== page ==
Map of Japan

Shokokuji is located north of the Imperial Palace in Kyoto and Doshisha University.
Address: 701 Shokokuji Monzen-cho, Kamigyo-ku, Kyoto 602-0898

How to get to Shokokuji Temple?

  • 5min walk from Imadegawa Station served by Karasuma subway line
  • Doshisha-mae stop served by bus nr. 4, 102, 201, 203 and 17

Sightseeing spots


Jotenkaku Museum - A great place to learn more about the history of the Muromachi Period. On display are important collections of treasures and cultural assets from Shokokuji, Ginkakuji, Kinkakuji and other temples. Many of those exhibition items are considered Important Cultural Properties or National Treasures.

Hatto (Dharma Hall) - The Buddhist Lecture Hall, an Important Cultural Property, was reconstructed in 1605. Toyotomi Hideyori (1593 - 1615) financed the project. It is the oldest Dharma Hall in Japan and a great example of the Zen style architecture during the Muromachi Period. Tourists can clap their hands under the dragon painting (Naki-Ryu) on the ceiling by artist by Kano Mitsunobu to hear the resonating sound. It is possible to visit the hall during some special events in spring or autumn. Btw the Kennin-ji Temple in Kyoto displays also a huge Twin Dragons ink painting on the ceiling by artist Koizumi Junsaku (1924 – 2012).

Shoro Belfry - The belltower was rebuilt in 1844.

Choku-mon - The gate is dating back to 1797. The Kyoto prefectural government gave it the status of a Tangible Cultural Property.

Chokushimon (Imperial Envoy Gate) - This gate opens only during visits of the Emperor.

Kitchen and Living Quarters (Kuri Kojakuin) - In 2007 the Kyoto prefectural government gave this building the status of a Tangible Cultural Property.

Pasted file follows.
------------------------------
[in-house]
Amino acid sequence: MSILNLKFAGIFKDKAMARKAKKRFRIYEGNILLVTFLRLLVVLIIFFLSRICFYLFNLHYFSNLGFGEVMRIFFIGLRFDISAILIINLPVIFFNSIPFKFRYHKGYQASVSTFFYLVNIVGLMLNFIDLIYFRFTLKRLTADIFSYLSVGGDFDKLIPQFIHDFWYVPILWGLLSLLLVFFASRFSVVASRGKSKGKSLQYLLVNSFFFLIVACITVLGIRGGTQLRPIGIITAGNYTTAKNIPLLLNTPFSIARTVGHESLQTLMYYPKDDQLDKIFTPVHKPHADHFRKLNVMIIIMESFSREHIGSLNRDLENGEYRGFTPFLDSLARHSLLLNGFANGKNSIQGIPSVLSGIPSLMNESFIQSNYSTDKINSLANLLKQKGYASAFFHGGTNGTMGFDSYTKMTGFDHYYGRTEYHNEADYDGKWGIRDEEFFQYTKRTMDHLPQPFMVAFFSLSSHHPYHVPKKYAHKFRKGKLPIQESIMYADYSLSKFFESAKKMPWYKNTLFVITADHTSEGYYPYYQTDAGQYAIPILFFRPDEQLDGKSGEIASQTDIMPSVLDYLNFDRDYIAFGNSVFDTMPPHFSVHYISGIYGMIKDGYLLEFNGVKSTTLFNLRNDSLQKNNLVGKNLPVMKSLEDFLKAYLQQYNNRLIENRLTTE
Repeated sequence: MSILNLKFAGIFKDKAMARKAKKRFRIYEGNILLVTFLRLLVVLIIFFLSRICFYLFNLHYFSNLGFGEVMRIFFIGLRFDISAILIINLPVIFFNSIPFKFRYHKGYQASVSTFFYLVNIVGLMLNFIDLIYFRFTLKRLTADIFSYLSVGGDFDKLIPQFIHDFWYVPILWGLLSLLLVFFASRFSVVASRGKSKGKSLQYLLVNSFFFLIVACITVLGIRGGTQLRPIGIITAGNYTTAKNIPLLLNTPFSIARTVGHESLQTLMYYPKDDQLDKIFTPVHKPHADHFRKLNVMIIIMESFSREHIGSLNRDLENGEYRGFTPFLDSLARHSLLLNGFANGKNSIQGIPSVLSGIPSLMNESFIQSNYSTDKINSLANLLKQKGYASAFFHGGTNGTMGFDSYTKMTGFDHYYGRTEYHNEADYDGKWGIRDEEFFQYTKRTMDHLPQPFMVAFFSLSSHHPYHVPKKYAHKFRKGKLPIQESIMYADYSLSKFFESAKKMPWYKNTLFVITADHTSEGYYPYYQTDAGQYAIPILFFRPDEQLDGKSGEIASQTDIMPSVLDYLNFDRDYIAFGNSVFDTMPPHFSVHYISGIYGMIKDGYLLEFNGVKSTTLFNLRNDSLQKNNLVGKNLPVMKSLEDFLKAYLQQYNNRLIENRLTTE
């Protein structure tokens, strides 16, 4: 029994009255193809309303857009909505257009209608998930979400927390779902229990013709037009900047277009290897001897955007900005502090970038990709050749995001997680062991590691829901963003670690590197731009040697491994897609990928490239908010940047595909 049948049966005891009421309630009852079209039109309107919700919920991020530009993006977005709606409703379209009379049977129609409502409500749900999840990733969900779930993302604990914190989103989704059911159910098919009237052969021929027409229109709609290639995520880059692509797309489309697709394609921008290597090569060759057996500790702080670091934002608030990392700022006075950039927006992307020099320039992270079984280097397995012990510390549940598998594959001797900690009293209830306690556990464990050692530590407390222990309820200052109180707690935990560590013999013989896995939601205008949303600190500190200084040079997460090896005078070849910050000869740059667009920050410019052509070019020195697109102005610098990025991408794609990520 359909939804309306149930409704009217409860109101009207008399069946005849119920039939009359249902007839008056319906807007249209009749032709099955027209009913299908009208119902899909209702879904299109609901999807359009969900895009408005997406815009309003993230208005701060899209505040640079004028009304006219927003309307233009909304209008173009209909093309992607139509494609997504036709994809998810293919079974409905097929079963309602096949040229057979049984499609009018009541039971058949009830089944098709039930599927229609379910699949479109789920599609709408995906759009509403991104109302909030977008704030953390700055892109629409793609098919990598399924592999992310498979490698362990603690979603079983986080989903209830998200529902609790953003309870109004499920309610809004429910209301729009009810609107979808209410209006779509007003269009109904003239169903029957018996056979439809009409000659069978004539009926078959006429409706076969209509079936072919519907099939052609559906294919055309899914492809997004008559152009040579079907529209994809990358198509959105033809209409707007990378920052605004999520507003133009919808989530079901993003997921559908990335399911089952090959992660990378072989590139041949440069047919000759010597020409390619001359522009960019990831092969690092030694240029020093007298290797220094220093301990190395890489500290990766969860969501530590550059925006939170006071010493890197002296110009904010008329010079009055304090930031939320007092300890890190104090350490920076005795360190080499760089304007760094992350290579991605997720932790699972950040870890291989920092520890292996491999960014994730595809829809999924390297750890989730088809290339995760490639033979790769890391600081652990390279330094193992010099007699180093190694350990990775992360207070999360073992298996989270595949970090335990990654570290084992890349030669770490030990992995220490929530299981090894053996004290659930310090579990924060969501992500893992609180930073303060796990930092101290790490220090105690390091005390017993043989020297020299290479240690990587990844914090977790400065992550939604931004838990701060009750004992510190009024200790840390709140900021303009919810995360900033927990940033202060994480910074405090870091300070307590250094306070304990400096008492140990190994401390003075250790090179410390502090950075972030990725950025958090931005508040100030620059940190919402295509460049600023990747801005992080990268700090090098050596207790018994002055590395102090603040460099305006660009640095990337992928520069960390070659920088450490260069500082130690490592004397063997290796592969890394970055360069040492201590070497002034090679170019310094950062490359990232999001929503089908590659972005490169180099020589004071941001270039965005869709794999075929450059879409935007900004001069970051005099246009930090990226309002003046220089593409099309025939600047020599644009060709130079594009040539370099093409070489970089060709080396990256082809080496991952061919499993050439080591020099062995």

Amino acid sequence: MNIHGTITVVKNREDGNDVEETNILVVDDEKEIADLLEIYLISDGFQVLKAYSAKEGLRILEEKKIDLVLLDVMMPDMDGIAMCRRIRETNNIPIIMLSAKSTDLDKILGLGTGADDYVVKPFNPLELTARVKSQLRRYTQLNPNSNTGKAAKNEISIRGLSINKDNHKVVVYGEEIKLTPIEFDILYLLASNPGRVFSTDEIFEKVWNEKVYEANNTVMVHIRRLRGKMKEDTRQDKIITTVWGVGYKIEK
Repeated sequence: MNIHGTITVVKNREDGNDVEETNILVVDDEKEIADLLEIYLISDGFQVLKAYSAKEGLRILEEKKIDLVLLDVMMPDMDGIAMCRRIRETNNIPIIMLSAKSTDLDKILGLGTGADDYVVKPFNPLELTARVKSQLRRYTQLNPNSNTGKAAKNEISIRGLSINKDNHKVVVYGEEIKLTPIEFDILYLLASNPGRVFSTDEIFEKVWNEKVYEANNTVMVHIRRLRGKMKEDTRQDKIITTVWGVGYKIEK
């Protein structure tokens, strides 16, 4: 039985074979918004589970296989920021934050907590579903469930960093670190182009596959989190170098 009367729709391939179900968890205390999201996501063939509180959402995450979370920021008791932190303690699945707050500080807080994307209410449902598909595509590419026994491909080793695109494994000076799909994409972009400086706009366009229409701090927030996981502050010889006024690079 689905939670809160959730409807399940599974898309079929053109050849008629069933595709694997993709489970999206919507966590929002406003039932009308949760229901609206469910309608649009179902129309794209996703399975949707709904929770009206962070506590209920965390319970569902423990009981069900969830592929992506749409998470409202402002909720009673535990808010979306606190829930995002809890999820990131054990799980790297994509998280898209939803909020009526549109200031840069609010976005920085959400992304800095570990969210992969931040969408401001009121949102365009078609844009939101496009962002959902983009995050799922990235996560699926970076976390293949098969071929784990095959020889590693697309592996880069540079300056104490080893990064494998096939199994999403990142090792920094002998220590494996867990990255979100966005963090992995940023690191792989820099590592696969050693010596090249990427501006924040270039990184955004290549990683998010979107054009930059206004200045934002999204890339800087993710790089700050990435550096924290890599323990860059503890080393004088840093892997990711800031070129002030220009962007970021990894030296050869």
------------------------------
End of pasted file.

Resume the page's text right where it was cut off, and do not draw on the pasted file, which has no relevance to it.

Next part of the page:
Festival & Events in Kyoto (dates can change without notice)


Miyako Odori (1st - 31th)
The traditional annual spring dance of the Kyoto district Gion Kobu performed by Geiko and Maiko is a must-see on your Kyoto visit. Don't miss the most popular dances the Miyako Odori "Cherry Blossom Dances" or "Dances of the Old Capital" at the Gion Kobu Kaburenjo Theater (located close to Gion Corner).


Aoi Matsuri (15th)
The highlight of this festival is a large parade from Imperial Palace through Shimogamo Shrine to the Kamo Shrines. More than 500 people wearing aristocratic costumes from the Heian Period (794 - 1185). The Aoi Matsuri belongs with the Gion Matsuri and Jidai Matsuri to the three most famous festivals in Kyoto.


Gion Matsuri (whole month)
The month July is full of different events like the Yoiyama - Kyoto's Magical Night (locals in kimonos look at the giant Gion floats the day before the parade) or the famous Yamaboko Junko (float procession on the 17th of July).


Jidai Matsuri ("Festival of Ages") (22nd)
People celebrate with a large parade between Imperial Palace to Heian Shrine the anniversary of the foundation of Kyoto. App. 2000 participants wearing historical costumes from different time periods. Enjoy this great festival which last around 2 hours.


Buildings open for the public at Shokokuji temple complex (1st - 10th)
Within a short period of time the Lecture Hall (Hatto), Main Hall (Hondo), Founder's Hall (Kaisando) and Zuishun-in sub-temple are open for the public in November.